Newspaper Archive of
Feather River Bulletin
Quincy, California
June 27, 2012     Feather River Bulletin
PAGE 8     (8 of 34 available)        PREVIOUS     NEXT      Full Size Image
PAGE 8     (8 of 34 available)        PREVIOUS     NEXT      Full Size Image
June 27, 2012

Newspaper Archive of Feather River Bulletin produced by SmallTownPapers, Inc.
Website © 2019. All content copyrighted. Copyright Information.     Terms Of Use.     Request Content Removal.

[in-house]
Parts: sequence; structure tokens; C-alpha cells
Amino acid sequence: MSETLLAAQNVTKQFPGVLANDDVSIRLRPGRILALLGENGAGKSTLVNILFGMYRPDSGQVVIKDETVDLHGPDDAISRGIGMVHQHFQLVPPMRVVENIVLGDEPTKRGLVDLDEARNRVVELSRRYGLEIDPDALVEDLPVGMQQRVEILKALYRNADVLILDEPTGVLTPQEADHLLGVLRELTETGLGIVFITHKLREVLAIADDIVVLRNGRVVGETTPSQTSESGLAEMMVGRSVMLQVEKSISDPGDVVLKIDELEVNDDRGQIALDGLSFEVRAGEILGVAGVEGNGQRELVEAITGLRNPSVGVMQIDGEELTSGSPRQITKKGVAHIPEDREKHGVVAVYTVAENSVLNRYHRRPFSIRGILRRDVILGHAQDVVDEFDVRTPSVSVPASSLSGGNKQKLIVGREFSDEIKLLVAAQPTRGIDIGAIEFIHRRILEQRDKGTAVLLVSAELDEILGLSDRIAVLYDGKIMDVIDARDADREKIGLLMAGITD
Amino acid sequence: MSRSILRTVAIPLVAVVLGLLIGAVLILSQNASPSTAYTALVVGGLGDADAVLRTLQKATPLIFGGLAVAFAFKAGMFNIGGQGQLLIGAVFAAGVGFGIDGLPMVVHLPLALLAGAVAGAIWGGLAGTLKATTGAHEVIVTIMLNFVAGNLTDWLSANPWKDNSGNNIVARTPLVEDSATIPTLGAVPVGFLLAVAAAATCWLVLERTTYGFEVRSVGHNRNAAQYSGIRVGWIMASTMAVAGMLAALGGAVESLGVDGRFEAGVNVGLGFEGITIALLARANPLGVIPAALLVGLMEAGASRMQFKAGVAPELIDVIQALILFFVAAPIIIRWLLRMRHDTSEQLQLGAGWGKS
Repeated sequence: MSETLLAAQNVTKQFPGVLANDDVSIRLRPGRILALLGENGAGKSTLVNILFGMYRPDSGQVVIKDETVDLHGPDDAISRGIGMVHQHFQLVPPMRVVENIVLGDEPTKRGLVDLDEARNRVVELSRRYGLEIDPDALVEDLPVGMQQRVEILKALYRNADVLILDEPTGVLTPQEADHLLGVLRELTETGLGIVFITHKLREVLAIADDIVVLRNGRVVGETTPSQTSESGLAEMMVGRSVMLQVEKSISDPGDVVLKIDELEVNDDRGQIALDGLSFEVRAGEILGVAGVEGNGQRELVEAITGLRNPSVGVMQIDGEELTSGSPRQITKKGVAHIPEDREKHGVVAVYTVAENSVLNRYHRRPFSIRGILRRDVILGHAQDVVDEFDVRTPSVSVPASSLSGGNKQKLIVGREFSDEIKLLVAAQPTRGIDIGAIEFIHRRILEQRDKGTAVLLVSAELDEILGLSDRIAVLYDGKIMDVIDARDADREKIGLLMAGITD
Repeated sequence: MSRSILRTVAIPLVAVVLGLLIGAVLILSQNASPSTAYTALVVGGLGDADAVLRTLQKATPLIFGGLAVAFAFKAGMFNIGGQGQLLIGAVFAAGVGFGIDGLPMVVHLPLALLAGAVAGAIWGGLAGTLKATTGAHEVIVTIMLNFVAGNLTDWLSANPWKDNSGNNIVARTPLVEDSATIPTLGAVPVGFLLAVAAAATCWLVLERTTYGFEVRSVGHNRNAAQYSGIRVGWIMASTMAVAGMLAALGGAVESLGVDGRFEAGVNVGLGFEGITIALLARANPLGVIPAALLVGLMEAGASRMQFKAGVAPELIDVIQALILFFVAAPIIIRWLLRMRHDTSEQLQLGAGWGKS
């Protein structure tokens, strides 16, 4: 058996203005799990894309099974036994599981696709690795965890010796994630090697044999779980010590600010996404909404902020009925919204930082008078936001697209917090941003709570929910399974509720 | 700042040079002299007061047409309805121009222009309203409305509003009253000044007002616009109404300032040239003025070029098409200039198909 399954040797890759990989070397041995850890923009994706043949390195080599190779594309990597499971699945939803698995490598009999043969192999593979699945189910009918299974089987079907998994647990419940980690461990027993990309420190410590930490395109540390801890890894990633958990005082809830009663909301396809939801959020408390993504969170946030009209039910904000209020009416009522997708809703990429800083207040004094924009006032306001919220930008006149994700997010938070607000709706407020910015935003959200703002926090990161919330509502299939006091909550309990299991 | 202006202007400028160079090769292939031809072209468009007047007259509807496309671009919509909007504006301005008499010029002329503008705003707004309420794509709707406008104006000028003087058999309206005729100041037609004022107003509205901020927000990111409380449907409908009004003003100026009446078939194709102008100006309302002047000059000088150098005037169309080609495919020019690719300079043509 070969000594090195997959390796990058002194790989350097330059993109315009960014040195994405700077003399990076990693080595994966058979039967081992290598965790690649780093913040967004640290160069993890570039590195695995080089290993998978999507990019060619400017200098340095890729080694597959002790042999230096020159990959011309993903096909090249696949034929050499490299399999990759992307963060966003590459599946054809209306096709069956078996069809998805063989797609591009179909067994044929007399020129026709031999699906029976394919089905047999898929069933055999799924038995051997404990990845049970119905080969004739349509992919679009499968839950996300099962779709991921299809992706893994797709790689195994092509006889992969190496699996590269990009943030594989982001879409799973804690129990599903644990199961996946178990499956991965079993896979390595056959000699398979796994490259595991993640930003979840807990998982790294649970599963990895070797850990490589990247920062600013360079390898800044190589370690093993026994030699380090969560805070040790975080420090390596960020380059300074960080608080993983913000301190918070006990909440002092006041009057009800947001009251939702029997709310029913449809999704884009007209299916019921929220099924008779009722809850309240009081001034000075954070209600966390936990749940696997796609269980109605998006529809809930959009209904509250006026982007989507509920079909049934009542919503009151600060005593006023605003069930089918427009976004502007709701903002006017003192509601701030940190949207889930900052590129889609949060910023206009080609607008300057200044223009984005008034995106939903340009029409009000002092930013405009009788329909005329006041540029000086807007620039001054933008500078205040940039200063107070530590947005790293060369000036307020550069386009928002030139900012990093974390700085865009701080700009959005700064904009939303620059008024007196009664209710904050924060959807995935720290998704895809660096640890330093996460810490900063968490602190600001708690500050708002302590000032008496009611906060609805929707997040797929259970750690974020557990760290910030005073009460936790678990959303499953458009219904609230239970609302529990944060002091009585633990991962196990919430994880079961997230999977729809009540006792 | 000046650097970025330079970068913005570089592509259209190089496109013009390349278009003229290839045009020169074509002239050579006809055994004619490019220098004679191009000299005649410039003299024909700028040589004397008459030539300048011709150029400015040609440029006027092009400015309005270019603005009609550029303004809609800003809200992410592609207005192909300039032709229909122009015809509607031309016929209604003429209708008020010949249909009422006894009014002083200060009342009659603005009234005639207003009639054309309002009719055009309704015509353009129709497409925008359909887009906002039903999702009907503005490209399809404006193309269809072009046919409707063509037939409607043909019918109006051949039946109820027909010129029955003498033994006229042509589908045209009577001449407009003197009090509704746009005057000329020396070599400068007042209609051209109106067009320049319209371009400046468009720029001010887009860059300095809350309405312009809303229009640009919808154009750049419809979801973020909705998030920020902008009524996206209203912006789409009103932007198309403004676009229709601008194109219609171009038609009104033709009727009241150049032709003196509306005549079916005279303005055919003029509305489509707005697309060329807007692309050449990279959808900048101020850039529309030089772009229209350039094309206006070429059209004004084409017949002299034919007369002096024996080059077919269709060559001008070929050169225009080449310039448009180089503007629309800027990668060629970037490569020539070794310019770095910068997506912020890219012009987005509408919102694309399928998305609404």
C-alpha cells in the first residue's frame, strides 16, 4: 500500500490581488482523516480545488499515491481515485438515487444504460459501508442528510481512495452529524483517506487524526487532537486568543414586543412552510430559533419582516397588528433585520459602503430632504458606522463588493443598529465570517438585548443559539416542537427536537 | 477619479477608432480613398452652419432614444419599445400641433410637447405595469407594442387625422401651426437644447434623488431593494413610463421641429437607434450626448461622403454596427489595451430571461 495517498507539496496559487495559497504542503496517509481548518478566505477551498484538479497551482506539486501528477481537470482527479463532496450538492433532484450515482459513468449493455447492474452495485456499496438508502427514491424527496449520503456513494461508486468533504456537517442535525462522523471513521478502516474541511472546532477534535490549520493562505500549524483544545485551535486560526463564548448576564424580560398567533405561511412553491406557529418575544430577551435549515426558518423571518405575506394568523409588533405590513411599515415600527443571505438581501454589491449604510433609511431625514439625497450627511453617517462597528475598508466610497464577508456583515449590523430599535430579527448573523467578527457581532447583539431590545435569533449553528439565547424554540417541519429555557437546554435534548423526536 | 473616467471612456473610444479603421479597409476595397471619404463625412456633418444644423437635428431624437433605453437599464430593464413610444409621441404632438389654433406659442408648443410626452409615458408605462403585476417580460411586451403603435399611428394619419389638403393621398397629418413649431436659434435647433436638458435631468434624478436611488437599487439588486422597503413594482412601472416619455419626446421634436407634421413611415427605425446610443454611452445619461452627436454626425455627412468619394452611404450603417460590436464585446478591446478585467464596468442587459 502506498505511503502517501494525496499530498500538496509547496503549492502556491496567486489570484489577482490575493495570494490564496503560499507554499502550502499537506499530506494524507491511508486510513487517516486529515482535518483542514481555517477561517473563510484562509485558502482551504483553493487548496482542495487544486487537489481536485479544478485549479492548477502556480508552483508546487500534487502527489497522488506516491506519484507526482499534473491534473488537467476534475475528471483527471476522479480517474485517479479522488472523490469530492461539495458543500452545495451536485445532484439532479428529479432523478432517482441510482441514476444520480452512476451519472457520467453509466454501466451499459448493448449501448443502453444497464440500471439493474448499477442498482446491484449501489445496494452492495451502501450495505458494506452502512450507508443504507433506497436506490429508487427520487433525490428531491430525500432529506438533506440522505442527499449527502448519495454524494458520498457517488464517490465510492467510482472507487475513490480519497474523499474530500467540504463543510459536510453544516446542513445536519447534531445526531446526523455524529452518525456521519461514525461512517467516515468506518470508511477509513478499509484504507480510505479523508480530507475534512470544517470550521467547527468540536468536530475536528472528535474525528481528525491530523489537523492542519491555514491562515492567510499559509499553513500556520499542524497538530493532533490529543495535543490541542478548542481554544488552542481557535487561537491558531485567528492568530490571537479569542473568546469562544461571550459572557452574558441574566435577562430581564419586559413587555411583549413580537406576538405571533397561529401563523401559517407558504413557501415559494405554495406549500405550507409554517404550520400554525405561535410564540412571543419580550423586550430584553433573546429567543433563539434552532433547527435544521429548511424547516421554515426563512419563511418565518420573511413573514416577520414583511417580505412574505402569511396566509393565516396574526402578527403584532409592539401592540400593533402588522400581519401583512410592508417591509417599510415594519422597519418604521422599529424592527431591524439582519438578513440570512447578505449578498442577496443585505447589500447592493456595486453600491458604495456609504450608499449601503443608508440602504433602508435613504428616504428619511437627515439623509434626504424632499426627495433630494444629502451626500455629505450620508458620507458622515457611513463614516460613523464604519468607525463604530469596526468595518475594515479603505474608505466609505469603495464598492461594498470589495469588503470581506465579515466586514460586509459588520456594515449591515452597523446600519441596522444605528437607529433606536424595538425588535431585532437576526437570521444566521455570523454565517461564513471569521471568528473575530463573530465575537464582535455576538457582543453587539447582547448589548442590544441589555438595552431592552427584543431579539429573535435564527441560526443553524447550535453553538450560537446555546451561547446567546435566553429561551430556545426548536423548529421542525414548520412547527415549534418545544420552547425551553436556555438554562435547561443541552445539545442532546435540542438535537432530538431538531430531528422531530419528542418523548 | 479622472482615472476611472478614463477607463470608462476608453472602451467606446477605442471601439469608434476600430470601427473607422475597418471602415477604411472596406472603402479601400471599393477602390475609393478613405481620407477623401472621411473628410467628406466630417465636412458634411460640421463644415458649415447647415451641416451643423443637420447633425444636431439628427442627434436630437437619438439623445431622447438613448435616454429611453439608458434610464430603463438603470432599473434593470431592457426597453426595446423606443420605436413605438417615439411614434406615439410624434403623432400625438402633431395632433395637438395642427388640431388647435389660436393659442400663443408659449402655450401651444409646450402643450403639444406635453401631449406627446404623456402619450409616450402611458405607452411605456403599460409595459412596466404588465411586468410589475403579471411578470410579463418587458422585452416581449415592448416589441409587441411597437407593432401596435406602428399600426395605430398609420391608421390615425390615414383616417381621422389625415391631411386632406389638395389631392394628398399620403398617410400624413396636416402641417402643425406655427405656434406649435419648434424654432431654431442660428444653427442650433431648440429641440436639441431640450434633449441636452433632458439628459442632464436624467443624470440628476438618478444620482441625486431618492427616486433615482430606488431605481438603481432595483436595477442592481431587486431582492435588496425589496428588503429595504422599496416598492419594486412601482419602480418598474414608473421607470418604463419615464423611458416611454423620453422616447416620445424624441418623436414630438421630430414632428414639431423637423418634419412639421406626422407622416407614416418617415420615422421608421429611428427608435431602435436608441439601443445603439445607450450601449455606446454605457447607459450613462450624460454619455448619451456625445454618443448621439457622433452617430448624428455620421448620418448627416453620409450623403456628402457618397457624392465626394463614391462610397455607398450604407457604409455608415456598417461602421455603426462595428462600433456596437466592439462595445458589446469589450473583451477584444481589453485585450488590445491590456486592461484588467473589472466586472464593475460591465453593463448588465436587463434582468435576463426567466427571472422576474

8A Wednesday, June 27, 2012 Feather River Bulletin xec ive com m ittee corner of Highway 70 and Alicia Knadler Indian Valley EditorWest Main. Those who wish to at- tend via a conference call Several watershed projects may dial (800) 867-2581 at planned by the Feather River the time of the meeting. Coordinated Resource Man- The access code is agement group, of the Plumas 0439272#. Corporation, are on hold for a For more information, finhl review by the executive call 283-3739. committee today, Wednesday, June 27, from l to 4 p.m. Projects up for The projects were put on hold in April, after a special review meeting to review the struc- ture and processes of the or- 1. Yellow Creek- Humbug ganization, which is com- Valley Restoration Project prised of several state and Restoration of 109 acres county agencies and orgahi- of channel and meadow zations, floodplain using ponds Executive committee mem- and plugs on Pacific Gas bets met in May and re- and Electric Co. land to re- viewed only two projects in establish hydrologic func- three hours, due to consider- tion, eliminate gullied able discussion about the channel as a sediment short meeting notice, source and enhance The Yellow Creek Humbug meadow habitat. Valley Restoration Project Primary sources of fund- was approved with little dis- ing are $99,000 for devel- cussion, yet the committee opment and analysis from stalled on the Upper Dotta PG&E, and $297,400 for Canyon Restoration project, implementation and mon- Indian Valley ranchers con- itoring from the Army cerned about impacts to their Corps of Engineers Sacra- water rights were present at mento District Wetland the meeting and via the tele- Conservation Fund (ACOE phone. Wetland Fund). Committee members agreed to delay their decision 2. Last Chance Creek Phase for a month, when they ex- II Restoration Project pert an engineering review of Restore the hydrologic the project to be c0mpleted by function of 402 acres of the Natural Resources and Plumas National Forest Conservation Service. meadow to re-establish Eight other projects were floodplain, stabilize 7.8 deferred for the meeting this miles of channel along week, during which they will Last Chance Creek to elim- also announce their appoint- inate gullied channel as a ment of the member at large, sediment source and en- Several nominations were -hance meadow habitat. made in May, including Jeff A potential Plan B is to Carmichael, Russell Reid, buy water from Antelope Ken Roby and Heather King- Lake to compensate for don. any flow impacts on Indi- The meeting will be in the an Creek. Plumas County Planning De- Alternatives that might partment Conference Room, be considered before the. which is handicapped-acces- final environmental docu- sible and located at 555 W.I: ment is coreR!ere include Main St' in Quincy, on the check dams:~ank re-vegetation and a scal- ing back of the pond-and- 4. Upper Dotta Canyon plug treatment Restoration Project to 212 - 263 acres. Restoration of 206 acres Primary.sources of fund- of privately owned land ing are $2,118,750 from and 47 acres of Plumas Proposition 50 Integrated National Forest, including Regional Water Manage- 2.9 miles of stream chan- ment via Plumas County nel to re-establish hydro- and $749,000 from Na- logic function, eliminate tional Fish and Wildlife gullied channel as a sedi- Foundation, all for devel- ment source and enhance opment, analysis and meadow habitat, with the some implementation, pond-and-plug method. Concerns raised by 3. Rowland - Meadowview downstream irrigators and Restoration Project an engineering review Restore the hydrologic team resulted in changes, function of 256 acres of including closer monitor- meadow along Rowland ing, the formation of a Creek and Last Chance five-year plan B and some Creek, which are private design changes. lands owned by the Mat- Primary sources of fund- ley and Peter~families, ing are expected to be and public lands managed $59,480 from the Plumas by Plumas National Forest, Resource Advisory' Com- to re-establish floodplain, mittee (RAC), $441,184 eliminate gullied channel from the ACOE Wetland as a sediment source and Fund and $120,000 from enhance meadow habitat. State Water Resources Streamflow out of Control Board. Meadowview ceases in early June so it has not 5. Spanish Creek in Mead- been systematically mea- ow Valley Rehabilitation sured. Project University researchers Treatment of four Ioca- have studied the area, and tions on private lands Plumas National Forest in- owned by Soper-Wheeler stalled a continuous Company and multiple recording device'on Row- creekside property owners land Creek downstream of within the Pineleaf subdi- the project in 2011. vision for bank stabiliza- Monthly above- and be- tion and removal of gravel low-project streamflow bars to expand floodplain measurements during the capacity, reduce bedload irrigation season have sediment and bank ero- been conducted pre-pro- sion, and rehabilitate ject on Rowland Creek aquatic and riparian habi- sincesp.ring 2011. DWR tats. has installed two'teleme- Primary sources of fund- tered weather stations in ing will be $44,300 from the vicinity of Doyle Cross- the Plumas County Water- ing. shed Forum, $22,000 for Primary sources of fund- development and analysis ing are $59,480 from from Plumas RAC, and Plumas RAC for develop- $464,750 for implementa- tion and monitoring from ment and analysis. No im- the ACOE Wetland Fund. plementation funding has - been secured. 6. Integrated Greenhorn Creek Restoration Project Treatment of six project reaches, including 22 acres of private lands along Greenhorn Creek in Amer- ican Valley and 1 acre of land managed by Plumas National Forest, for stabilization of erod- ing stream banks and bed with boulder vanes, bank sloping and vegetation and the construction of on eight project two fish-passable riffle- pool structures to improve fish passage. Landowner concerns at two public meetings were about how and when the banks would be stabilized. Also, the county recently used some of the rock CC Myers donated for the project during the emer- gency at Dame Shirley Plaza. Primary sources of fund- ing are $19,550 from Plumas County Title III funds for development and $68,360 from Plumas RAC for analysis and im- plementation of the Reid/PNF Reach, which is already complete. 7. Red Clover Confluence Restoration Project Restore the hydrologic function of approximately 1,800 acres of chan- nel/floodplain system on private Red Clover Valley lands using pond-and- plug. Primary sources of fund- ing are $75,000 from the landowner for develop- ment and $53,300 from Plumas RAC for develop- ment and some analysis. No implementation fund- ing has been secured. Since planning funds were exhausted in early 2012, the focus has been on fishery and water rights concerns. A fishery committee was formed, and has met sev- eral times. The committed involve- ment of numerous part- ners has allowed the fish- ery-related work to move forward. A Plan B that could ad- dress potential down- stream flow impacts dur- ing construction is also be- ing developed. 8. Spanish Creek in Ameri- can Valley Rehabilitation Project Treatment of three pro- ject reaches on private lands with multiple own- ers along Spanish Creek implementing gravel man- agement through removal of gravel bars to expand floodplain capacity; stabi- lizing eroding stream banks with bank sloping, boulder vanes and vegeta- tion; and rehabilitating aquatic and riparian habi- tats. The primary source of funding is $38,000 from the Plumas County Water- shed Forum for develop- ment. No analysis or im- plementation funding has been secured. 9. Fitch Canyon Restoration Project Restore meadow on pri- vate land within Fitch Canyon on tributary to Cottonwood Creek up- stream of Big Flat mead- ow to re-establish flood- plain function and im- prove habitats for wildlife and aquatic species. Primary funding i.s $2,000 from Ducks Unlim- ited Intermountain West Joint Venture for prelimi- nary surveys. 10. Mountain Meadows Restoration Project Three separate project reaches on private lands within the Mountain Meadows region on upper Goodrich Creek, Mountain Meadows Creek and an un-named tributary are proposed for meadow restoration to re-establish floodplain function, re- duce fine sediment, im- prove forage production and enhance habitats for wildlife and aquatic species. The Feather River CRM is a participant in the Moun- tain Meadows Watershed Group, a recently formed organization whose mis- sion is to restore the health of the Mountain Meadows/Goodrich Creek watershed. The group includes the Mountain Meadows Con- servancy, PG&E, W.M. Beaty & Associates, Stro- ing family, U SD~ Forest # Service Almanc~ Ranger District, California Depart- ment of Fish and Game, Honey Lake Resource Con- servation District, Sierra Pacific Industries, local landowners and interest- ed citizens. The primary source of funding, so far, is $14,700 from Ducks Unlimited In- termountain West Joint Venture for preliminary project surveys. 4TM OF JULY FRIDAY NIGHT B.B.Q. BUFFET June 29TM 6pm-8pm Come join us for a Fourth of July Celebration! Featuring American style cuisine and live music in the Wigwam Room from 6 to 8, at Nakoma Golf Resort - "Home of the Dragon". FRIED CHICKEN CORN ON THE COB B.B.Q. RIBS COLE SLAW COUNTRY STYLE POTATO SALAD GARDEN SALAD For Dessert ---- BROWNIES OR PEACH COBBLER A LA MODE 4TM OF JULY SUNDAY BREAKFAST BUFFET July l sr. 9:30am-12:30pm CARVED HAM EGGS BENEDICT BISCUITS AND GRAVY SAUSAGE, BACON FRENCH TOAST CINNAMON ROLLS FRUIT JUICE & COFFEE All for only f Pavers Bark Sand 1050 Hwy Retaining Walls Manure Tracking Doco Rock Flagstone Utility Rock For your bulk landscaping needs - We Deliver 36, Chester - near the diversion canal 258-7754 or 258-7714 Lic. #691840 Up-to-the-minute forecast and road conditions at U.S.D.A. FOREST SERVICE Piumas and Lassen National Forest Feather River, Mt Hough, Beckwourth PNF and the Almanor Ranger District LNF District Public Notice The Plumas and Lassen National Forests are reviewing a proposal to allow for a dual sport motorcycle recreation event. The proposal being considered is for Robert Van Court to conduct two dual-sport motorcycle (street legal) recreation events on existing Forest Service system and the other is a three-day tour on the three ranger districts on the Plumas National Forest. This authorization is for a five-year recreation event Special Use Permit. This proposed event will take place on system Forest Service roads, County Roads and on State Highways in Plumas, Lassen, Yuba, Butte and Sierra Counties. If you have questions or concerns regarding this proposed activity, please Lisa Sedlacek, Assistant Resource Officer, Beckwourth Ranger District, and P.O. Box 7, Blairsden, CA 96103. Phone number, (530) 836-7126 or electronically at Comments should be received with 2 weeks following newspaper publication. 348 BEAR RUN, CLIO, CA 96106 " CALL 530-832-5067 HAKO MAGO LFRESO RT.CO M